Both birds had modified their songs so they could be heard above the roar of the traffic.
As I wandered parkland surrounding the Royal Naval College in Greenwich last year, I was halted in my tracks by the beautiful bell-like song of the great tit. The bird might have been perched in an elm overlooking a busy bus stop but the roar of the Number 188 bus to Waterloo could not drown out its chimes.
I didn’t need binoculars to identify the bird singing. By coincidence I had heard both a recording of the song and seen a picture of the great tit months previously, during a lecture in Tasmania on how urban birds were moderating their songs to cope with the competing noise of the city.
The great tit, from studies in Scandinavian and British cities, is held up as the best example of this change in behaviour but researchers have also been looking for similar traits in Australian birds that coexist with people in the cities.
One bird that stands out here is the silvereye, which in recent years has been found to be changing its song to cope with the stresses of urban life.
It was initially believed that birds merely sang louder to overcome competing noise but further study revealed that the pitch and tone of the songs was all important. The songs were so different that scientists began to believe that perhaps birds were programmed through the evolutionary process to sing such new songs instead of learning them from their parents. The ability to sing in a certain way is an inherited trait in birds, but actual songs have to be learned.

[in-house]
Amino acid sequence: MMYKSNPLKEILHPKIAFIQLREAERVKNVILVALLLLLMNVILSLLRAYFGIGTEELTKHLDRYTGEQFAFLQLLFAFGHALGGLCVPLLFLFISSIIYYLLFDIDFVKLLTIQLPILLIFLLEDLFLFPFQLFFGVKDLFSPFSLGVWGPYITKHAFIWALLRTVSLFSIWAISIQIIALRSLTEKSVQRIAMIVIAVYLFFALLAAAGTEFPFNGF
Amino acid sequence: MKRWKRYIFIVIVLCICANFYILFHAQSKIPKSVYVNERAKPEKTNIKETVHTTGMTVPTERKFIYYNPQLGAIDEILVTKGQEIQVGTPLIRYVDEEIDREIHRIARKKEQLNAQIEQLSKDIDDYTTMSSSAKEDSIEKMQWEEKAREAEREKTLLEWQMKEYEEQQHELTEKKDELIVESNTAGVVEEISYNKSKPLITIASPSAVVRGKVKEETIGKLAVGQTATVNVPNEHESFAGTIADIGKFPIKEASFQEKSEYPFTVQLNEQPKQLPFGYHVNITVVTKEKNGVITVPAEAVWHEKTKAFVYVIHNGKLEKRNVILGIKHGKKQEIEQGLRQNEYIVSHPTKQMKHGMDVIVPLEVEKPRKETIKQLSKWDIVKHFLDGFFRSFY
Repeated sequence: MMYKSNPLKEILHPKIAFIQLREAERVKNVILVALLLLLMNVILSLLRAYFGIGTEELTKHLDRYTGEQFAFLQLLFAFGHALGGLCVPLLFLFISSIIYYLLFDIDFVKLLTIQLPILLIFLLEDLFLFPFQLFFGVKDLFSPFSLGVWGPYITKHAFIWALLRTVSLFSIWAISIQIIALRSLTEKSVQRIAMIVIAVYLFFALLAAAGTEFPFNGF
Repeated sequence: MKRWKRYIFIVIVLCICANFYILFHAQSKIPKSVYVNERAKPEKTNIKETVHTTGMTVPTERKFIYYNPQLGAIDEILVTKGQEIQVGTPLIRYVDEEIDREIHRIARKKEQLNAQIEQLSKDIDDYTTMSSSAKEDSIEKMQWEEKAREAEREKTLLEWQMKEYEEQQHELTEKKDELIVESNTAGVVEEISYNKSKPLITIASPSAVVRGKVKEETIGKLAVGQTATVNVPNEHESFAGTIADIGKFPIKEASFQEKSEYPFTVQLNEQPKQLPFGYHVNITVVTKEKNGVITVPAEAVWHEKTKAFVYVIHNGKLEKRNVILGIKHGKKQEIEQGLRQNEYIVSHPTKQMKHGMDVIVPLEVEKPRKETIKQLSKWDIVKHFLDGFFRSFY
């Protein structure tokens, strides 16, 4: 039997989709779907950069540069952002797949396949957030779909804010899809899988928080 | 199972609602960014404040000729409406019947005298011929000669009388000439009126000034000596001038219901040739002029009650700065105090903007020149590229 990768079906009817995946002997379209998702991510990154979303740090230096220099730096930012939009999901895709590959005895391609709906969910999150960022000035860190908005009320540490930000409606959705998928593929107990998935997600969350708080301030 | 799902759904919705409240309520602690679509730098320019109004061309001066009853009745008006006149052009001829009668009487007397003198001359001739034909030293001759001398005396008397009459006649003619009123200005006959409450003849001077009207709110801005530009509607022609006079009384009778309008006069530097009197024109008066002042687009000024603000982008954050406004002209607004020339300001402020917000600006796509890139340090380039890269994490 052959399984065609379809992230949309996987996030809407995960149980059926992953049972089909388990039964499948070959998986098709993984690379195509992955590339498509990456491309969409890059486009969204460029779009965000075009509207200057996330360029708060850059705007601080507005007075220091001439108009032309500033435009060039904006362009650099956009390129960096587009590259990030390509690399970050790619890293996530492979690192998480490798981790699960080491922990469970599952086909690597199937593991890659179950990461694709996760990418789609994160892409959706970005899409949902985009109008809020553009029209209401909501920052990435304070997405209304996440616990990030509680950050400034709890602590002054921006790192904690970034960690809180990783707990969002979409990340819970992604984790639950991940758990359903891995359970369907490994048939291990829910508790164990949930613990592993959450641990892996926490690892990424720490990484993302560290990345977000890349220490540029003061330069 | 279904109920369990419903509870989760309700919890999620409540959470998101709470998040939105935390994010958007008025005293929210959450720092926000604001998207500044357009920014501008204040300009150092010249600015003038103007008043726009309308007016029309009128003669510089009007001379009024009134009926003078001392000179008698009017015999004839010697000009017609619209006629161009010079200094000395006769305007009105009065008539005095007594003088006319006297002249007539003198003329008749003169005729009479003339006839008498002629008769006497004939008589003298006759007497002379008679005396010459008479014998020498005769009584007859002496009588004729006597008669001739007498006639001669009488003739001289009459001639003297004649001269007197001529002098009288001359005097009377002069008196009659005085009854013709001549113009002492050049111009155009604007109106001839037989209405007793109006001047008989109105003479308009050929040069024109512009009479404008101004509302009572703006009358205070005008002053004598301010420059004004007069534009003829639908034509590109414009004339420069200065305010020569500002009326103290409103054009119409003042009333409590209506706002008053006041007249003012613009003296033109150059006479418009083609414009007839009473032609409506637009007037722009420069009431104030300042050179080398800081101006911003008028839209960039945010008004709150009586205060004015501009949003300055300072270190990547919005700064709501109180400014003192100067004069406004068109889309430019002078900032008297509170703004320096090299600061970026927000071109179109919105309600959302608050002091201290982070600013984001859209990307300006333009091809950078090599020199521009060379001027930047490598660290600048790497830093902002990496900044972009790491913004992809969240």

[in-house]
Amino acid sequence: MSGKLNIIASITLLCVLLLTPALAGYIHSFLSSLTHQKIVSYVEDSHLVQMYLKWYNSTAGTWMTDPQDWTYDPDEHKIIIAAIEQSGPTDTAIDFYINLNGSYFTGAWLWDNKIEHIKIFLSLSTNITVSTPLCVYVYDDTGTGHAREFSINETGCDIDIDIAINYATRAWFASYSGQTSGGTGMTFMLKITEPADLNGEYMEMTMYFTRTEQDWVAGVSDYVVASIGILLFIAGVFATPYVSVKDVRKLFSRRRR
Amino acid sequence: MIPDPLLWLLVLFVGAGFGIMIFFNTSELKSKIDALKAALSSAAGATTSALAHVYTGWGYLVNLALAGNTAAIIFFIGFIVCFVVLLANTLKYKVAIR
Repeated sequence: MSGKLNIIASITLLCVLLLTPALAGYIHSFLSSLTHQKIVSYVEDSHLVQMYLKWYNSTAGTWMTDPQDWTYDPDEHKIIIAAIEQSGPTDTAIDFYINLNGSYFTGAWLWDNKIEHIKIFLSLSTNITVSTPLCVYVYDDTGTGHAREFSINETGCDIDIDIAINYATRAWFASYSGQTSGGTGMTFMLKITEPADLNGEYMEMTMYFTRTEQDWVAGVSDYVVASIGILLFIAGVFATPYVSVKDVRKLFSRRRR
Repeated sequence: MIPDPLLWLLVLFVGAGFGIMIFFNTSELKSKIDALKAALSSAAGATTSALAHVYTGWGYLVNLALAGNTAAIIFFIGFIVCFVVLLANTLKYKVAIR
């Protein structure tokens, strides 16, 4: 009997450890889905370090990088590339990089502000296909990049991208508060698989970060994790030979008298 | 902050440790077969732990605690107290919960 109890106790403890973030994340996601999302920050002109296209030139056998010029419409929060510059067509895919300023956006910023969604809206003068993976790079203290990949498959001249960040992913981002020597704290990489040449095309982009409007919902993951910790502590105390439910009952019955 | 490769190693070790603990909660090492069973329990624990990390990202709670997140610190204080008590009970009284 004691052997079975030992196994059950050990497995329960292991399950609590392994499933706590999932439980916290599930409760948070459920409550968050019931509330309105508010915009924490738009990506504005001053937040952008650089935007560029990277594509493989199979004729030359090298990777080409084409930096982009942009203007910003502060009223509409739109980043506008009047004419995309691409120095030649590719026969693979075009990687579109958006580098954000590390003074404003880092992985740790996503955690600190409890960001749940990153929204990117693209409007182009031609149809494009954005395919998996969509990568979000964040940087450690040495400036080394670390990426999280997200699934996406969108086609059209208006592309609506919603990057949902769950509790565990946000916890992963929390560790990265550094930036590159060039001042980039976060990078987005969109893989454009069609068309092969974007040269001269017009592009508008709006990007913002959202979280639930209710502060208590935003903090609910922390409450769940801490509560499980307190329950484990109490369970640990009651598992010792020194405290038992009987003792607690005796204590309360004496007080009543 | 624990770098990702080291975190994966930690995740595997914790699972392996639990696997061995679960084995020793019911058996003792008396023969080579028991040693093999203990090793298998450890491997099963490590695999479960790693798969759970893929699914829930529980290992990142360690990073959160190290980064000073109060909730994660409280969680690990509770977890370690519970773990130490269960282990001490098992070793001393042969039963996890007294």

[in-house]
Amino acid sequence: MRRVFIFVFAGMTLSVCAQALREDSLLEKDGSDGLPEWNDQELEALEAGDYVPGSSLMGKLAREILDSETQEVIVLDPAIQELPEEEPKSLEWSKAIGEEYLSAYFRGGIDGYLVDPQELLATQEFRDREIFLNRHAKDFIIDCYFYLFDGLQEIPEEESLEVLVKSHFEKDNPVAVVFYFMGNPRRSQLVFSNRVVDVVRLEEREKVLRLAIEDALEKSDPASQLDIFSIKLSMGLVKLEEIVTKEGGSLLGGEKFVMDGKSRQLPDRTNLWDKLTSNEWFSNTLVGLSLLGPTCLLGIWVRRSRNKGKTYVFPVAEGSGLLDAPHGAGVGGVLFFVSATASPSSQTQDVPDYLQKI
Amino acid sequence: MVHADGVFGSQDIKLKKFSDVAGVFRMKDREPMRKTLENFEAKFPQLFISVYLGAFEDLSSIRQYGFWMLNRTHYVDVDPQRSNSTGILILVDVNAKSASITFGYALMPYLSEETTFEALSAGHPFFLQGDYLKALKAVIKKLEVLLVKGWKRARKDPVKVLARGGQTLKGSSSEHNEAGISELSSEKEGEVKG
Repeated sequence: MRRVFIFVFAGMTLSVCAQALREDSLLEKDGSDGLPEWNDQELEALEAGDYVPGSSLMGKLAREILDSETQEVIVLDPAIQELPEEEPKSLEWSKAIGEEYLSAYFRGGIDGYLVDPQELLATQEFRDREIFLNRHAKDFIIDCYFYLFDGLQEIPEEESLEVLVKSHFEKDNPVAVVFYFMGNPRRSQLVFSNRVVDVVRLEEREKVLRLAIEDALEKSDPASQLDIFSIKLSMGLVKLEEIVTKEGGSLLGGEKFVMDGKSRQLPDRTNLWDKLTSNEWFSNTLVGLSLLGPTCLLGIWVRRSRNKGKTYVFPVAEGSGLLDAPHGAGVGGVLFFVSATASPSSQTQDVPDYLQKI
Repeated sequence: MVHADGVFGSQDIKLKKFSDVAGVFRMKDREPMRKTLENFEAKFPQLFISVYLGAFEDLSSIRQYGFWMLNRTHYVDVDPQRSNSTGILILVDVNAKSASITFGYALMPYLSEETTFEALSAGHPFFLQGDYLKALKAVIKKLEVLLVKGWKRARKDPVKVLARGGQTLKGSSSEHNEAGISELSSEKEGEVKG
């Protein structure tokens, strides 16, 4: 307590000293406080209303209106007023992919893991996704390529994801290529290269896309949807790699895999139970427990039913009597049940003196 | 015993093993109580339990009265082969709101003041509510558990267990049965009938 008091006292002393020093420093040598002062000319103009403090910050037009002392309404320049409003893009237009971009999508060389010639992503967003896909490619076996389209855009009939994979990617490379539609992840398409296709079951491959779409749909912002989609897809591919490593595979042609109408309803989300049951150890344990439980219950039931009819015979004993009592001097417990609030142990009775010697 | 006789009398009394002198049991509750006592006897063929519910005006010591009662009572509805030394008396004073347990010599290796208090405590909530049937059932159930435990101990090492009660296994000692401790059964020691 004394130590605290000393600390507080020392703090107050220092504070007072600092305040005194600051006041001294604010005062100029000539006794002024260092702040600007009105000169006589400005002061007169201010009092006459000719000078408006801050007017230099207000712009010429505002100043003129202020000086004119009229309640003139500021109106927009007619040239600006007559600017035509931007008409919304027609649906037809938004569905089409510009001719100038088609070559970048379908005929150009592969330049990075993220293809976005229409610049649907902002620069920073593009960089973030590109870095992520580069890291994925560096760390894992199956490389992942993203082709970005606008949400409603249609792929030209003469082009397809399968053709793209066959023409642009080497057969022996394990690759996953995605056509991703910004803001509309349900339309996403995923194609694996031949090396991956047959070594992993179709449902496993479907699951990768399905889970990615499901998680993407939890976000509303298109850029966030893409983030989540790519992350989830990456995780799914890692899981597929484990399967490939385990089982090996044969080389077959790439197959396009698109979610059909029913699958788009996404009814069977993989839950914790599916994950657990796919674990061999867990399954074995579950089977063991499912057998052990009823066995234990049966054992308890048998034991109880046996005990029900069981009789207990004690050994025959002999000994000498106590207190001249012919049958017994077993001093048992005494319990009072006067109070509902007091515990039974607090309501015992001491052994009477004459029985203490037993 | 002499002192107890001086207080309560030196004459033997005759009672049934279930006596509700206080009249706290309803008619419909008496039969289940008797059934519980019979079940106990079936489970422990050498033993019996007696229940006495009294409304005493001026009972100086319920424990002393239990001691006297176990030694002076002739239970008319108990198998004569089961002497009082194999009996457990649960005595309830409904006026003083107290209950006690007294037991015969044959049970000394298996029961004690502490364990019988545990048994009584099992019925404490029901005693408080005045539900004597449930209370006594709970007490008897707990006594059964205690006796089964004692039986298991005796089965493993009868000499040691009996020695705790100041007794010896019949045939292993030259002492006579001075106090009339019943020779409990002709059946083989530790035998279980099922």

The urban song is moderated, to give the songs a harder edge to overcome increasingly loud background noise created by human activity, which ranges from cars on suburban streets to planes flying overhead, to say nothing of the other familiar sounds of the suburbs in Australia, the whine and whirr of lawnmowers, whipper-snippers and chainsaws.
Birdsong can be divided into two types of sound. The more complex songs are used to declare territorial possession and to attract mates. Together with often intricate and melodious songs, birds also have truncated songs, or calls, to keep in touch with each other while in the treetops or on the wing, and to keep in touch with young. Calls are also used to warn of danger.
The silvereye, found commonly across south-eastern Australia, has been a good subject for research because it occurs in both urban and rural environments, its acoustic behavior has been well documented, and scientists have good knowledge of its genetics.
The lecture on urban bird song had only touched briefly on the great tit, as an example of what was being done in Europe regarding urban bird research. It was the silvereye that was the focus of the scientist outlining her work, Dominique Potion, from the Universityof Melbourne.
She had travelled to Tasmania as part of her studies at various locations around Australia, capturing silvereyes for morphological and genetic analysis, releasing them, and recording the songs of individuals in that population.
Were these new songs passed down through the genes, and not learned after birth? The research proved the latter – urban silvereyes, at least, will revert to a softer, more mellow song once they leave the urban jungles of the cities and head back to the countryside.